Cover Image: Linus and Etta Could Use a Win

Linus and Etta Could Use a Win

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Linus, the new kid at school, prefers blending into the background after navigating the spotlight of coming out as trans at his old school. Meanwhile, Etta proudly stands out with her vibrant green hair, embracing her uniqueness amidst a friendship fallout. When Etta gets challenged to get Linus elected student body president by one of her classmates, Linus finds himself thrust into the spotlight once again. What begins as a bet transforms into a genuine friendship between Linus and Etta, but secrets threaten to unravel their bond. Can their friendship survive the truth behind their connection?

After devouring Huntoon’s debut Skating on Mars and falling in love with their writing, I was so antsy to get my hands on their second book and surprise, surprise, I loved it just as much! This book felt like a cool mix of The Election meets She’s All That but queerer and definitely more appropriate for a younger audience.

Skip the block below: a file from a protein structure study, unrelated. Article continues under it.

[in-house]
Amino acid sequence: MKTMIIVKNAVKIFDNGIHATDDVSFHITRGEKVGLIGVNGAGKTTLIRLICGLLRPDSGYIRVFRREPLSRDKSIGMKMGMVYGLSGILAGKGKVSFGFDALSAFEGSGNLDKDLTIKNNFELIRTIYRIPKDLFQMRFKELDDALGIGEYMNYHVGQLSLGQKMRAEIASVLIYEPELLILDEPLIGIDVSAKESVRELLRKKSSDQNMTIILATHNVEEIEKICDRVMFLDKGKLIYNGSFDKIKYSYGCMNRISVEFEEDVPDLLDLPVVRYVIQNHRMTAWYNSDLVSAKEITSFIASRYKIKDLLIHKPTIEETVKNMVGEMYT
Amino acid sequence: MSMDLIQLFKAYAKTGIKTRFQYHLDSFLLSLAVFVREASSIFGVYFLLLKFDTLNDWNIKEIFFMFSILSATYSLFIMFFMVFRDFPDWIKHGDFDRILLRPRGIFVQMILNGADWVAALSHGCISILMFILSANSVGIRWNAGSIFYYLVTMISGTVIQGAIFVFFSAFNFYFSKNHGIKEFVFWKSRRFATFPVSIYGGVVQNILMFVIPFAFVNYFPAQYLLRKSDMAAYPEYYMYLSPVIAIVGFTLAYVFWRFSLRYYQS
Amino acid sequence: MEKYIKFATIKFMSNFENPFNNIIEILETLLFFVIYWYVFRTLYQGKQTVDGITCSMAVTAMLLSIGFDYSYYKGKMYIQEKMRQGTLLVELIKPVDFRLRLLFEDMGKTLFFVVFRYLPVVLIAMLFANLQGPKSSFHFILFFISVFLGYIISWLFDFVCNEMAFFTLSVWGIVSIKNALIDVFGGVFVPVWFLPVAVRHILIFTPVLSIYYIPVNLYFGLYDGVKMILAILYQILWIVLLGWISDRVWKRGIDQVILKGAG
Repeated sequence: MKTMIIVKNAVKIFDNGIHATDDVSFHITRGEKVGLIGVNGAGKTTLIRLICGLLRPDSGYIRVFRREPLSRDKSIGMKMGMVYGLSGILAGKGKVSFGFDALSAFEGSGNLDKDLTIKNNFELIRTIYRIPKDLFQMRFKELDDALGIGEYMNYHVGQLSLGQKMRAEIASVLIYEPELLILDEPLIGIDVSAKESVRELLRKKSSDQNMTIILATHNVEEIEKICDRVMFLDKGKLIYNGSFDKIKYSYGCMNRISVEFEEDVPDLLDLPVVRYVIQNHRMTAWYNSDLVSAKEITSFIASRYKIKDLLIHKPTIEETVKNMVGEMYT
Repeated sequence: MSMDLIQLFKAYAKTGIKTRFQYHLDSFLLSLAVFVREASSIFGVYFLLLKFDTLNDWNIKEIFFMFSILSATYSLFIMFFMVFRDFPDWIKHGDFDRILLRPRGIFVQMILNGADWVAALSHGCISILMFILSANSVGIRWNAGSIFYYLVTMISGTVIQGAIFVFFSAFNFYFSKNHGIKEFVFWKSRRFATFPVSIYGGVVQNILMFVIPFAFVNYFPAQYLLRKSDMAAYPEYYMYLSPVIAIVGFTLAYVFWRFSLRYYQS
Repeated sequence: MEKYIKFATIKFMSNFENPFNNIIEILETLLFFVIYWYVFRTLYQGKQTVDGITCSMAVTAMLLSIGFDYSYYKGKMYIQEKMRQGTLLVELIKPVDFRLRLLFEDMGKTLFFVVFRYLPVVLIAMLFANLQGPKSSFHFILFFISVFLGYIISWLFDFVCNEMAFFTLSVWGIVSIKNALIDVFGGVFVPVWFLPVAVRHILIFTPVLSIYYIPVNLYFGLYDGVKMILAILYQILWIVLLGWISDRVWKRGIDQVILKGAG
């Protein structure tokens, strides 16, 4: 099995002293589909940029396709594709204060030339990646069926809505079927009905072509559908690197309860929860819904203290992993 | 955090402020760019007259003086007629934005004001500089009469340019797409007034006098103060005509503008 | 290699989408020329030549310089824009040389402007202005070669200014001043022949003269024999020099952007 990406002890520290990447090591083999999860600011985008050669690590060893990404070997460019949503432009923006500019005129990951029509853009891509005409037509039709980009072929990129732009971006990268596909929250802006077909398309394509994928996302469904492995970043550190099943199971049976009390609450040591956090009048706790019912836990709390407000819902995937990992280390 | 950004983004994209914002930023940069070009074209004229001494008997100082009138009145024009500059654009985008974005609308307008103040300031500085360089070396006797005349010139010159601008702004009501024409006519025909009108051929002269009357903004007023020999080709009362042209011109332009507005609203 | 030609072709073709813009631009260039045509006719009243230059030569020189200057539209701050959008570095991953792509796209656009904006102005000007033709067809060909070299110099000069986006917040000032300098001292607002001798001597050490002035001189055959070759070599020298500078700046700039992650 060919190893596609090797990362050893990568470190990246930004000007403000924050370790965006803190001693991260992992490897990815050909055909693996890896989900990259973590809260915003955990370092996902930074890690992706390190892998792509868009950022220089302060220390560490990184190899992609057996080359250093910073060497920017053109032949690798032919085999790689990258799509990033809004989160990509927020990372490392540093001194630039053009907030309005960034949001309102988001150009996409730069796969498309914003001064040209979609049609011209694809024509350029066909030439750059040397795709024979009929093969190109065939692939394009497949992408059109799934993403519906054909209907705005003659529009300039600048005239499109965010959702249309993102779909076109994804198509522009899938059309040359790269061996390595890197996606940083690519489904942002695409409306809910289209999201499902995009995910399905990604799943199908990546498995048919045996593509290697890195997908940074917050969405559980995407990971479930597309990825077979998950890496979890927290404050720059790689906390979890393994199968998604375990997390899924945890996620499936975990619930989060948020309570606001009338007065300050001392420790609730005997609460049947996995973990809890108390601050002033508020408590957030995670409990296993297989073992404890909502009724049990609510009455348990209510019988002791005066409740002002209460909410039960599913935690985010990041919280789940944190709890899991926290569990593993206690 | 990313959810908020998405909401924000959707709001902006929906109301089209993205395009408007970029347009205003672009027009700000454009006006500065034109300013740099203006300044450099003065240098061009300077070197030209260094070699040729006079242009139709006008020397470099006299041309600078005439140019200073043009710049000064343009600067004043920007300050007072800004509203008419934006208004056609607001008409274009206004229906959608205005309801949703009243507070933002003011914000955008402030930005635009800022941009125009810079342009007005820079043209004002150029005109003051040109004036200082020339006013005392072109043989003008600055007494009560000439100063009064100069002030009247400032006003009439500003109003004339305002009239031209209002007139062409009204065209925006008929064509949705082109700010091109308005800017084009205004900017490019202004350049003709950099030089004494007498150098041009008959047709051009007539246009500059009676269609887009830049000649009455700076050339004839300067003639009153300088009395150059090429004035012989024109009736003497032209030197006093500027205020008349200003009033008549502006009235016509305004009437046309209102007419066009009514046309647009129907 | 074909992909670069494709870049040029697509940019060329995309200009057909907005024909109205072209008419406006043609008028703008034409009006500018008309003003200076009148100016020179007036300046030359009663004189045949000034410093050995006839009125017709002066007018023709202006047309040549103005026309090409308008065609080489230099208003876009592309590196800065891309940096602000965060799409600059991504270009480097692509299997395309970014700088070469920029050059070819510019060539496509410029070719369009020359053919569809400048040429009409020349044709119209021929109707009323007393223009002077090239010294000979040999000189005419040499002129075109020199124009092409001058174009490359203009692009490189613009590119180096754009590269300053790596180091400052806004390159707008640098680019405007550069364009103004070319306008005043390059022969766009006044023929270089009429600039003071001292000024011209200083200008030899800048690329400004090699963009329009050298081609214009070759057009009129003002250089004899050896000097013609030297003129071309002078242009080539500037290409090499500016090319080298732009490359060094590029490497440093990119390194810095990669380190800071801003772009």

Etta is a menace, but in the best way possible. After a hurtful breakup with her best friend, she’s become a bit of a loner and while she’s fine with that and unapologetic about how she now acts, you can tell from the beginning that her heart isn’t in it when she takes up the dare to get Linus elected. I loved how quickly Etta realised just how much of a friend and ally she has in Linus and that you don’t have to know someone forever to be on the same wavelength. It’s heartwarming how they both came to be so supportive of each other and even when they messed things up—as is the way of life, especially in middle school, they eventually found their way back to each other. Similarly, this book also talked about old friendships and what it means to lose this part of your identity and connection you’ve had with someone who seemed to always be on your side—especially when that came down to peer pressure and wanting to be cool. When really, the cool thing is to spend your time with the people you actually love.